** Editor’s note. That critique is coming in the second half of the finale.

However, an alternative reading suggests that, when responding to events, politicians have already anticipated the possibility of those events and hence are already prepared to do the appropriate thing to keep the forward momentum going on the ideals which they ultimately wish to promote. And this may involve what, on the surface, looks like a change in course of action.

Now, politicians may do all this more or less successfully because, in the end, they’re just politicians and not gods. But this is the aspiration. It also gets us back to a point I raised earlier, namely, that the Machiavellian maxim ‘the end justifies the means’, often used to damn politicians’ lack of principle, is in fact the modus operandi of how political principle is implemented in the world. In this respect, we might wish to give politicians a bit more credit for intelligence when they say that their plans are working even though it looks like they’ve made a U-turn at a crucial juncture.

One person who I think understood all this very well was the great US theorist of journalistic ‘objectivity,’ Walter Lippmann. He saw the journalist as someone whose presentation of the news should reassure the public, in order to allow politicians the private space to race through various hypothetical scenarios as they decide what to do next: a calm exterior masking a dynamic interior. 

This was the process that at the height of the Cold War Stanley Kubrick’s Dr Strangelove immortalized in satire and Erving Goffman generalized into a sociology of the ‘front’ and ‘back’ regions of everyday life. In public relations, it’s called ‘impression management’ and when done properly it is a means to an end, not an end in itself.

This is not a man who you trust when he's calm. It
means he isn't afraid.
Lippmann’s divided self for political conduct may be seen as the mirror image of God’s dual self-presentation through nature: Instead of a calm exterior, nature inspires authority through its surface volatility as something ‘beyond our control’. However, beneath that volatility is a set of laws which science is in the business of discovering – perhaps in a less frantic and more rigorous way, yet nevertheless along the same experimental lines as the juggling of contingencies that transpire behind the political scenes so jealously guarded by Lippmann.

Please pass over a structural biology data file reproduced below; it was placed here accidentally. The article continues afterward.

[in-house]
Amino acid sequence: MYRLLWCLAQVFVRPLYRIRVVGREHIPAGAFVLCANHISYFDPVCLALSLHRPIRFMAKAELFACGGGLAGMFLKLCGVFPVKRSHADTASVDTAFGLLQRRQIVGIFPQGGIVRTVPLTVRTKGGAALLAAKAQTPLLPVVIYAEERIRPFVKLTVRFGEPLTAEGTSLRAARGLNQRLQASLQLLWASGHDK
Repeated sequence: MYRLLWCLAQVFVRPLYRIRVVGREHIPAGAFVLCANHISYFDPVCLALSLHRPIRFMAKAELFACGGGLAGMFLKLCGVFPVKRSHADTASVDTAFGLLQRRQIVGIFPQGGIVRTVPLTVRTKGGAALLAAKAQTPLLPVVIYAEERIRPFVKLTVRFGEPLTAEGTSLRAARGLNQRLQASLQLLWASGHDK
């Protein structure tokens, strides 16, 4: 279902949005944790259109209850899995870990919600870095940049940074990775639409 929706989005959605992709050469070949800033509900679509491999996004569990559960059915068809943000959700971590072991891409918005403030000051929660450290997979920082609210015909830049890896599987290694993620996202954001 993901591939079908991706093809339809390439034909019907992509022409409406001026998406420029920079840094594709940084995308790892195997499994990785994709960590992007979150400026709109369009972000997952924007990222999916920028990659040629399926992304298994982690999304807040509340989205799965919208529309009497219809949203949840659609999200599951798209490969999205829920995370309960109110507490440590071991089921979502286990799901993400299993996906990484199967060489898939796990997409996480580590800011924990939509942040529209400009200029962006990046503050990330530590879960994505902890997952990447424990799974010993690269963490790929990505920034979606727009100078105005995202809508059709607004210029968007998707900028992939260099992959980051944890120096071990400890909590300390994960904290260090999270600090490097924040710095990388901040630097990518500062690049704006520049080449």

Put it this way. Both the politician’s appearance of calm and nature’s appearance of volatility are deceptions of a sort. The politician is really less placid than he appears, while nature is really less unruly than it seems. The frantic activity behind the appearances in the first case is in search of the secret to the underlying order in the second case. 

It may be that the various controversies surrounding ‘climate change’ are in the process of unravelling this delicate balance of knowledge and ignorance that has enabled something like Goffman’s front/back stage distinction to manage our understanding of both politics and nature in the modern era.

However, I don’t wish to dwell on this point here, but turn instead to something that drives the prominence of counterfactual thinking in my work. It’s what I take to be Hegel’s great counter-intuitive point about history. To have a rational account of history, you need to assume the arbitrariness of the decision points after which someone has won or lost – and as a result history goes in a one direction rather than another. Your rationality lies in how you cope with the arbitrariness, either as winner or loser. 

After all, the winners aren’t guaranteed indefinite success simply by repeating their winning actions, and the losers might have eventually won, given a different moment of decision, different resources, different evidence, different institutional arrangements, etc. Indeed, descendants of the losers might well overturn the winners in the future.  But it all depends on how these parties learn from their world-historic success or failure.

I can't help but think that we're only made in the image
of God because we looked in the mirror when we saw
the image. Count the fingers, Ludwig.
And Popper would agree with all this too. After all, Popper never said that losers had to roll over and play dead! Rather, they had to re-organize themselves so as to overcome the original criticism and do things of value that their opponents cannot. This is not as hard as it might first sound, if you consider the arbitrariness of the original moment of decision.

Perhaps the biggest misunderstanding that people have about Hegel – and here I’m thinking of Thomas Carlyle’s ‘pop Hegelian’ view of the ‘hero’ in history – is that there is some luminous relationship between a world-historic agent and the ends of history itself.  To be sure, the young Hegel regarded Napoleon as ‘the man of the hour’. But from the standpoint of world-history, Napoleon was simply a signal, a marker, a way station, not necessarily an exemplar of things to come. 

This point is especially controversial in a Christian context, where Christians have tended to think that Jesus wanted his followers to live as he did, with his overriding sense of social justice on the basis of which he placed his own life at risk, which eventuated in his Crucifixion. Thus, church history and dogmatic theology largely consist of stylisations – and, dare I say, dilutions – of the life of Jesus, as recounted in the Gospels, designed for easy mass consumption.